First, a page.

He revealed that Norman Mailer was responsible for the fight scenes in "Raging Bull." His original intent had been to make a boxing movie without any boxing. Mailer said he couldn't do that. Later Mailer told him he liked everything in the movie except the boxing scenes. Whoever was translating his remarks for those non-English speakers wearing headphones in the audience had to be very tongue-weary by the end of the session after trying to keep up with the fast-talking Scorcese. Ciment hardly need to ask him a question, as each he asked sent Scorcese off on a torrent of memories.
"You, the Living" by Swedish director Roy Andersson, whose "Songs from the Second Floor" won an award here a few years ago, was a lark of a movie whose host of characters might have been caffeinated escapees from a Kaurasmaki film. Many start out mopish and droll but explode into unexpected acts of zaniness in this series of hardly connected vignettes. A suicidal woman on a park bench suddenly breaks into song, a barber sheers a strip down the middle of the head of a customer who makes a disrespectful comment, a guy is sentenced to the electric chair by a trio of beer-guzzling judges for ruining a two hundred year old tea set when his table cloth pulling stunt fails, a naked guy on his back complains about his investments as his wife in a Viking helmet straddles him with her breasts bouncing about, a grade school teacher walks into class one morning and bursts into tears, stunning her students...
I was turned away from the animated Competition feature "Persepolis" at a market screening that was for buyers only. Both Charles and I passed on it yesterday, but the reviews were so great, we were among a hoard trying to see it today. It's about an Iranian girl who goes between Paris and Iran contrasting the cultures. The Iranian religious leaders are not happy about the film at all. Missing that I slipped into a market screening of the Iranian film "Rami." The Iranian film community has been upset that there hasn't been an Iranian film in Competition in several years. It is no wonder if this film is an indication of the present state of Iranian cinema, which at one point was at the forefront of world cinema.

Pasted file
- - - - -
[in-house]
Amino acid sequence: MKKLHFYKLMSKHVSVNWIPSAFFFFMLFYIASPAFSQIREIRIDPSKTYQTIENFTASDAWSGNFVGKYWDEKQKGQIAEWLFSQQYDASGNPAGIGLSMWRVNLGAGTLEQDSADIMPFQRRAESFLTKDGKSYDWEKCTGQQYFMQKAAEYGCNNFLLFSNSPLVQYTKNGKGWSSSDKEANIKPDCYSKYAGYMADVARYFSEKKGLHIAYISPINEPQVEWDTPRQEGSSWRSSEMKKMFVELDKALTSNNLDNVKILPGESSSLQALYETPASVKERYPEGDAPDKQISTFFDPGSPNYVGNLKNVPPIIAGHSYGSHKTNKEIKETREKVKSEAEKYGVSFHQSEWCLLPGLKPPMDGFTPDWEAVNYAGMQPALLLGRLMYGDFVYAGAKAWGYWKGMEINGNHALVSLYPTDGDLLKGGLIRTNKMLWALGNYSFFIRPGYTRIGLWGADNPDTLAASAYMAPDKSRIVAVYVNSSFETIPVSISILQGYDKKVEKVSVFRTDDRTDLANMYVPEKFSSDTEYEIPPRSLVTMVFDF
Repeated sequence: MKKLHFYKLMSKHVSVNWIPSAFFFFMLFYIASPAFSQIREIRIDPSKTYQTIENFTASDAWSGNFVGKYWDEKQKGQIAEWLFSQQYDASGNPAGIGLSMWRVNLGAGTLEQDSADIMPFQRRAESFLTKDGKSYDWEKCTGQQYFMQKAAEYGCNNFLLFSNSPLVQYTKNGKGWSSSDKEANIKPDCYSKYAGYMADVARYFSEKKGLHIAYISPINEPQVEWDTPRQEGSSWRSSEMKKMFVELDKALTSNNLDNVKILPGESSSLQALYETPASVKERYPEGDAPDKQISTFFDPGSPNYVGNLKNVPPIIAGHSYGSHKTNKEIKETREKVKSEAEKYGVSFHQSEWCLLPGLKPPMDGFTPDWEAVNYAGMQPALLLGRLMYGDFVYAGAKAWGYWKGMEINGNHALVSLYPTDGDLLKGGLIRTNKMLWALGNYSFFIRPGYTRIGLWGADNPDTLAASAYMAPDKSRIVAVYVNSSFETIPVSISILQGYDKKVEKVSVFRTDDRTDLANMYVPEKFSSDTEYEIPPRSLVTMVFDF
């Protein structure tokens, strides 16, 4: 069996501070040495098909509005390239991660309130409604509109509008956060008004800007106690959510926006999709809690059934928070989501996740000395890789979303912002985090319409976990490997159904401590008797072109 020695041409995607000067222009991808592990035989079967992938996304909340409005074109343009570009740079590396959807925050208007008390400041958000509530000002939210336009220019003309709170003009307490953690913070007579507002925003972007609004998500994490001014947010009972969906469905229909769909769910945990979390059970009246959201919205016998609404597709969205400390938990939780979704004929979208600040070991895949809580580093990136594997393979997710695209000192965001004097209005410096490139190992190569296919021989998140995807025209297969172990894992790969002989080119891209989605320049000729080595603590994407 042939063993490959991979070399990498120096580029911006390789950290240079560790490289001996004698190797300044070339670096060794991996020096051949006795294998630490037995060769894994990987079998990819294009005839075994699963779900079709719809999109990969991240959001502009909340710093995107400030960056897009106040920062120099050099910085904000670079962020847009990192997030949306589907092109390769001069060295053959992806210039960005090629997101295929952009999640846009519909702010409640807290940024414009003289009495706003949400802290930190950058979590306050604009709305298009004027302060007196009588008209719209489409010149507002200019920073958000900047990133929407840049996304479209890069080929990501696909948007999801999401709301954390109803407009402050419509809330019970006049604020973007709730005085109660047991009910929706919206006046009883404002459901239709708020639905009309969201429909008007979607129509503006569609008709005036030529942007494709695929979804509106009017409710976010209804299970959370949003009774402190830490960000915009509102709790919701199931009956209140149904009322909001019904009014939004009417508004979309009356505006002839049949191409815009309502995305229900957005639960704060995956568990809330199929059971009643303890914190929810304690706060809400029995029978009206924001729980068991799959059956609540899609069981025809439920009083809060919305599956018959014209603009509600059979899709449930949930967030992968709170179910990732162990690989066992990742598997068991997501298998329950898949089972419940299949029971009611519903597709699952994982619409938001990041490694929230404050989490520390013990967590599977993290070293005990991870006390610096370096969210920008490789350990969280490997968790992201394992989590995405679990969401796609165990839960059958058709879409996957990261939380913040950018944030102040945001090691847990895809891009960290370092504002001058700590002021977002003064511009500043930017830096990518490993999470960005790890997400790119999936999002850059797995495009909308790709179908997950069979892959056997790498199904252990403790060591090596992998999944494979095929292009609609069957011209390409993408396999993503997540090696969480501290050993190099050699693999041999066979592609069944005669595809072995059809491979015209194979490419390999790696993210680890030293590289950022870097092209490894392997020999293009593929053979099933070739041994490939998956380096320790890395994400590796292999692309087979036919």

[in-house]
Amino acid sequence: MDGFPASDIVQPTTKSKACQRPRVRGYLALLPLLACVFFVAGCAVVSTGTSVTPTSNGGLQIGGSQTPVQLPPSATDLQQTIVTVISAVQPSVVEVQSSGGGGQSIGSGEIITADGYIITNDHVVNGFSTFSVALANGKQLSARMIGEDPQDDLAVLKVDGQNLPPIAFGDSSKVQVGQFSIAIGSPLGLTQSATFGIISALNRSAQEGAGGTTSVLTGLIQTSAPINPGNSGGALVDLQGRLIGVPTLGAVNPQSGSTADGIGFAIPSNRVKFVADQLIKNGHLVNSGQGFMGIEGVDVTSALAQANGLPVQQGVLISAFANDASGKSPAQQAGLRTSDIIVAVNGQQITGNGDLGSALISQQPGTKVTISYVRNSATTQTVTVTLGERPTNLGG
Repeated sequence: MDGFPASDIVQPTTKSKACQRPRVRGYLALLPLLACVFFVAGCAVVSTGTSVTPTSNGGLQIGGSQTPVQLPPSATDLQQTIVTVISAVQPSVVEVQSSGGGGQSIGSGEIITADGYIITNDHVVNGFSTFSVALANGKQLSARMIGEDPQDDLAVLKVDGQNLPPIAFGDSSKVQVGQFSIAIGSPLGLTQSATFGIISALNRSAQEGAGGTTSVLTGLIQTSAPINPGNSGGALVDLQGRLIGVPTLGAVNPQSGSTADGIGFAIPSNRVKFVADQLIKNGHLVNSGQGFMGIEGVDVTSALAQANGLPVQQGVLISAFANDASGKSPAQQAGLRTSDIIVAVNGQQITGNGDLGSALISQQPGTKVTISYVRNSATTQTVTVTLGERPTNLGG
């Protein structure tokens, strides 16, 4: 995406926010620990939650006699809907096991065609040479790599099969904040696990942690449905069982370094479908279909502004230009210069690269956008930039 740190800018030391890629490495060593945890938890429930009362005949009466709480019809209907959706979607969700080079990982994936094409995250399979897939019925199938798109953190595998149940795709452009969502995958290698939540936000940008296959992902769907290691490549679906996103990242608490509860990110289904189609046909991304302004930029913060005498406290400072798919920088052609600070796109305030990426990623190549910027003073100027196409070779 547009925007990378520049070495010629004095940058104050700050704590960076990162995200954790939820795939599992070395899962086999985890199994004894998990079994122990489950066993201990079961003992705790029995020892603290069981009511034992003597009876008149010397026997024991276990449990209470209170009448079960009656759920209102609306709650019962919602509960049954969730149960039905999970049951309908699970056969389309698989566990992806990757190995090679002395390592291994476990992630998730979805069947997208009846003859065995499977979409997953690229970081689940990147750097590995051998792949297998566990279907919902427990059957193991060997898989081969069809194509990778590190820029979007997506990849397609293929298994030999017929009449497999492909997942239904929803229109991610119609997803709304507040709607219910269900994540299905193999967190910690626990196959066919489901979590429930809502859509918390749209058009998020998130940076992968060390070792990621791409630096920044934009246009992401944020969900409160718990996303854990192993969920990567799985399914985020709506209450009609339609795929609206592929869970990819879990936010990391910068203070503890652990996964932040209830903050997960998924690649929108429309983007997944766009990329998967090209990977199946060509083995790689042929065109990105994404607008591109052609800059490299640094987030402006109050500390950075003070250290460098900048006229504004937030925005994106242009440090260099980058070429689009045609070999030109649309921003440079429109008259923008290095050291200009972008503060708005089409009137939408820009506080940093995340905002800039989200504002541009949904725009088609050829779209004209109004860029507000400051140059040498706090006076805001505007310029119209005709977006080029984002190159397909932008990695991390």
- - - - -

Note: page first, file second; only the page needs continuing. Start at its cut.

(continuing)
"Whaledreamers," a very polished home movie documentary by an Englishman who befriends some Australian Aborigines and takes up their cause, was another waste of time. Julien Lennon is a backer of the film and was supposed to introduce it, but the man who explained his absence said he probably lost his pass and couldn't get into the theater.
"Liberation Day" gave a taste of rural Rwandan life. Two young men of the rival Tutsi and Hutu
tribes, that led to the massive genocide there, are traveling buddies. When they return to the home of one of them, the parents can't believe their son has struck up a friendship with someone of the rival tribe. They are having none of if and there is no hope for reconciliation. The film ends with a lengthy rap diatribe pleading for some humanity.
Three days to go, George